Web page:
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Michelin Is Back to Judge U.S. Restaurants, Starting With New York, D.C., and Chicago

The French tire company previously paused its digital guides and ratings because of the pandemic

A red square sign reading “michelin 2021” framed in the window of a restaurant, with a framed menu beside it Shutterstock
Jaya Saxena is a Correspondent at, and the series editor of Best American Food Writing. She explores wide ranging topics like labor, identity, and food culture.

After taking a break from bestowing its coveted (and sometimes resented) stars and recommendations last year because of the pandemic, the French tire company Michelin has decided it’s time to start recommending and awarding restaurants again. Starting next week, Michelin announced a “Still Serving” virtual series to — over the following three weeks — reveal awards and its 2021 restaurant guides to Washington D.C., Chicago, and New York on its Instagram. Michelin also plans on releasing a guide to California later this year.

Gwendal Poullennec, the international director of the guides, told the New York Times that most of the ratings were based on inspectors’ previous experience at the restaurants, before things like indoor dining limitations and other COVID-19 changes were put in place. The Times also notes “fewer than 100 of the restaurants Michelin might have included have permanently closed,” likely because Michelin typically focuses on higher-end restaurants with stronger financial lifelines. According to the National Restaurant Association, 110,000 restaurants around the country, about 17 percent total, have closed either temporarily or for good.

While the 2021 guide typically would have been released last fall, Michelin waited to allow restaurants more time to reopen. “If anything we were benevolent as to the selections,” said Poullennec. “We were impressed with their incredible achievement throughout the crisis.” Inspectors reportedly did not evaluate takeout food, and instead dined at the restaurants when it was available, presumably meaning that restaurants without in-person dining were not considered. The chief inspector for North America also told the Chicago Tribune that the overall criteria stayed the same, and that “Michelin inspectors evaluate the quality of products, the harmony of flavor, the mastery of the techniques and flavors, the personality of the chef and the consistency between visits.”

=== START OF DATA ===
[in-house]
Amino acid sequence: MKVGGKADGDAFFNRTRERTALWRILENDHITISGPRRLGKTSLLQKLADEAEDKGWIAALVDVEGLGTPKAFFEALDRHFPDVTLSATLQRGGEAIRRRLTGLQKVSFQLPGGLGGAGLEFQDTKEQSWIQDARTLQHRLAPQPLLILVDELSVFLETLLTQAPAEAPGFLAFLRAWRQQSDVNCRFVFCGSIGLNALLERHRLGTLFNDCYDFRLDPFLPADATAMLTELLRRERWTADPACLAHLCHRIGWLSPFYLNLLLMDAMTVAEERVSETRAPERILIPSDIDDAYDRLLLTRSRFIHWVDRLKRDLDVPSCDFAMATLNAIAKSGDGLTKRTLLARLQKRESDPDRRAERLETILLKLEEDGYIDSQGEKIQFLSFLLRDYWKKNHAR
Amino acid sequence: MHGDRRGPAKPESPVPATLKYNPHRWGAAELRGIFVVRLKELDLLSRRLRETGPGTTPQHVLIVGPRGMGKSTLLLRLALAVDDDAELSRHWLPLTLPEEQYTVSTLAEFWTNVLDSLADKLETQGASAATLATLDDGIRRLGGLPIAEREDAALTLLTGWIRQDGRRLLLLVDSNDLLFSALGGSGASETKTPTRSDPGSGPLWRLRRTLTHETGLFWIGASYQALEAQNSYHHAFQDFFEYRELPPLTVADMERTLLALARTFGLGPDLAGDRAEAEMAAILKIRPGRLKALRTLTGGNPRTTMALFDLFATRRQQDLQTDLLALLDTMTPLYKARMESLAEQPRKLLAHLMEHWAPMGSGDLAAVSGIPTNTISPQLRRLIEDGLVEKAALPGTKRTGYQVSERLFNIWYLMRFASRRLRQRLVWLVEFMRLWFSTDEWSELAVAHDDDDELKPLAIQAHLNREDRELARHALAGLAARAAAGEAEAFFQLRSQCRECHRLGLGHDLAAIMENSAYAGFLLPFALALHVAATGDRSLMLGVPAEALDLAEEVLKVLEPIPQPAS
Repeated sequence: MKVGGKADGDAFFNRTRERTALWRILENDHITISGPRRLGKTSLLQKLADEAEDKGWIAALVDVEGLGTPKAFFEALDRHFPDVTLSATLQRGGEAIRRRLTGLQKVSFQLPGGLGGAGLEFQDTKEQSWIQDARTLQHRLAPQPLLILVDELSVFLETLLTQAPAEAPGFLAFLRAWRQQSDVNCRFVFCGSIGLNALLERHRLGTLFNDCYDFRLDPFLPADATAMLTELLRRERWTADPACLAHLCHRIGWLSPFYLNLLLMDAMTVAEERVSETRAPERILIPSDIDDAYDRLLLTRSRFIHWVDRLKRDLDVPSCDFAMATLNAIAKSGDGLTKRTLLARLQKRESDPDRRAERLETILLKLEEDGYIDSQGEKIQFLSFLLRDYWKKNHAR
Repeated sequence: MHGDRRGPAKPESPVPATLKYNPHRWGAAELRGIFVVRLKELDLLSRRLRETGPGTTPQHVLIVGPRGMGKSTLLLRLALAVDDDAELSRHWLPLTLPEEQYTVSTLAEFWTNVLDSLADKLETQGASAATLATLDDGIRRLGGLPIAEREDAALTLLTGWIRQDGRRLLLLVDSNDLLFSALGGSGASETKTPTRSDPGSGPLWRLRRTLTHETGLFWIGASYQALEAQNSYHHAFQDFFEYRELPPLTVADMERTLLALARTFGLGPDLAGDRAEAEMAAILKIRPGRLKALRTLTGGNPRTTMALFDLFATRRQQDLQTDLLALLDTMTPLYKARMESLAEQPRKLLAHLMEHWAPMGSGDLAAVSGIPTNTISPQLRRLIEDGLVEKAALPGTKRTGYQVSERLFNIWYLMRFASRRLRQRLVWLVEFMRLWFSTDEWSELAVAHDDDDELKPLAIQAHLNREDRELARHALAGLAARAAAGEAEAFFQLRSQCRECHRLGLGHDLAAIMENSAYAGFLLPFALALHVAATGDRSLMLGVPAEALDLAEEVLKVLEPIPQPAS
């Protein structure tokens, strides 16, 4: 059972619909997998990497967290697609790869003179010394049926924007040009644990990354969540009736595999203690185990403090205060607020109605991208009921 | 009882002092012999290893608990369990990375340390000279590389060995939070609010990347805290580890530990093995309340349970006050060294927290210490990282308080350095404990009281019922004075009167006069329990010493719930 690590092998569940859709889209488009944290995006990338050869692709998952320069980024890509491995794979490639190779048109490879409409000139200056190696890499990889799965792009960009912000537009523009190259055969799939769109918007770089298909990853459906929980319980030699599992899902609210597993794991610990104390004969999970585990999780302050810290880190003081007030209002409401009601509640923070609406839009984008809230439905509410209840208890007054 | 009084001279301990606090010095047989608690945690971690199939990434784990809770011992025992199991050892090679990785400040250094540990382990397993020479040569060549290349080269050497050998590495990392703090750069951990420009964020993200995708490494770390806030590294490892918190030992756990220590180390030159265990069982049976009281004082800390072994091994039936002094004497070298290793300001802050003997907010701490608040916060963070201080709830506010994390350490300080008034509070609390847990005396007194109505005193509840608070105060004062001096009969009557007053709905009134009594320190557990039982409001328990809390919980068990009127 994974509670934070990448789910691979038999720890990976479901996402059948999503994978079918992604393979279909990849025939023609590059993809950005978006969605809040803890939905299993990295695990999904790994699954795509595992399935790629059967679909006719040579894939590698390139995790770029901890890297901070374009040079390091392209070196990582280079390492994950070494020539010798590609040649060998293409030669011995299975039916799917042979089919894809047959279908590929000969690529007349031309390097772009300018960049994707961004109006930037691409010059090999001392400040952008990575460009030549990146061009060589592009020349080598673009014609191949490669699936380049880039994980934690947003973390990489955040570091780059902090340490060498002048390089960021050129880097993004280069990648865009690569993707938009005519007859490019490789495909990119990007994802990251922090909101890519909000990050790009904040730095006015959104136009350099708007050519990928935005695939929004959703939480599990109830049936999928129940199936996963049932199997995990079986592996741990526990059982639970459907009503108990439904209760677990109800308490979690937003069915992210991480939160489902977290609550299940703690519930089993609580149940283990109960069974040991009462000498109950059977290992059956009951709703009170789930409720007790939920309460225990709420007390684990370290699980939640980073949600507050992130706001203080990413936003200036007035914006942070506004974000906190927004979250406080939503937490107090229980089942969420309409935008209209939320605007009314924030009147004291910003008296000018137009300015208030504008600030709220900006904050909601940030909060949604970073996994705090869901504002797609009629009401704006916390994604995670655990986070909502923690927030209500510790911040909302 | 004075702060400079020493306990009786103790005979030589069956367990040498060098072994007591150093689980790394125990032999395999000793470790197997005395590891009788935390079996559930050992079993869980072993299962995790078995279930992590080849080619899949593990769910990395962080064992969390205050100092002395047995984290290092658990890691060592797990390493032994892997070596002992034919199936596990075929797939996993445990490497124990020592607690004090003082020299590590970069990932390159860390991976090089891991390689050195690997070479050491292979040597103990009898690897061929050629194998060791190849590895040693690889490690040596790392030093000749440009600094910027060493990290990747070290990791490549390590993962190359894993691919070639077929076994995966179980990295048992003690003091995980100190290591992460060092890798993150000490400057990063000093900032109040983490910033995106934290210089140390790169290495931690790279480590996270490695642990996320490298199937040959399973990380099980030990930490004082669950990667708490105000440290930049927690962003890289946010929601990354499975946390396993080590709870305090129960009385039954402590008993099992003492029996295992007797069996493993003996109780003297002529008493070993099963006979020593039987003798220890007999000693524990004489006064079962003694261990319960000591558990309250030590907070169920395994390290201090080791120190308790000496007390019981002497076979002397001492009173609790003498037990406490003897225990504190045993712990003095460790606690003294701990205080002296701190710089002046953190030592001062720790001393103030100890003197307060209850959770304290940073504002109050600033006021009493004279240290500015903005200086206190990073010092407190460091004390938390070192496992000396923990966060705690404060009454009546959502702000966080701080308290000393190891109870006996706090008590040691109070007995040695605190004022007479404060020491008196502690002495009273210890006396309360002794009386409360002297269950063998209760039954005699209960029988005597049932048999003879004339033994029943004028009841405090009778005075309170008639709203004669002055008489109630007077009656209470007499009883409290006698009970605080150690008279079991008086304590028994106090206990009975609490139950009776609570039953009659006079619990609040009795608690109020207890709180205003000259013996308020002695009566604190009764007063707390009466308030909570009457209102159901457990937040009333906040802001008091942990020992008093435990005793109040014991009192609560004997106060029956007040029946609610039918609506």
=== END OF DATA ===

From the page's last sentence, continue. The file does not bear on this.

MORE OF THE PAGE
Michelin will be awarding stars, its slightly more affordable Bib Gourmand picks, “Plates,” special awards, and — for the first time in the U.S. — green stars to restaurants that meet certain sustainability standards. Poullennec says he hopes the guide serves as a way to highlight restaurants still in business, and to support the industry. However, some have argued that forcing restaurants to endure criticism and the awards selection process during the pandemic would only do harm, as most restaurants aren’t operating at their preferred level. For instance, the James Beard Foundation canceled its chef and restaurant awards, saying “the assignment of Awards will do little to further the industry in its current uphill battle.”

The Washington D.C. Bib Gourmand picks will be released April 20, with star selections to follow two days later. Chicago and New York announcements are coming in the following weeks. And as for what the starry landscape could look like, anything goes. Michelin recently awarded one star to Behind, which was only open for 20 days over the summer. As James Hansen put it at Eater London, “it is extremely, extremely unusual, to put it mildly, to award a star that quickly, and even more unusual to do so with multiple inspections in such a short time period.”

Get ready for some drama!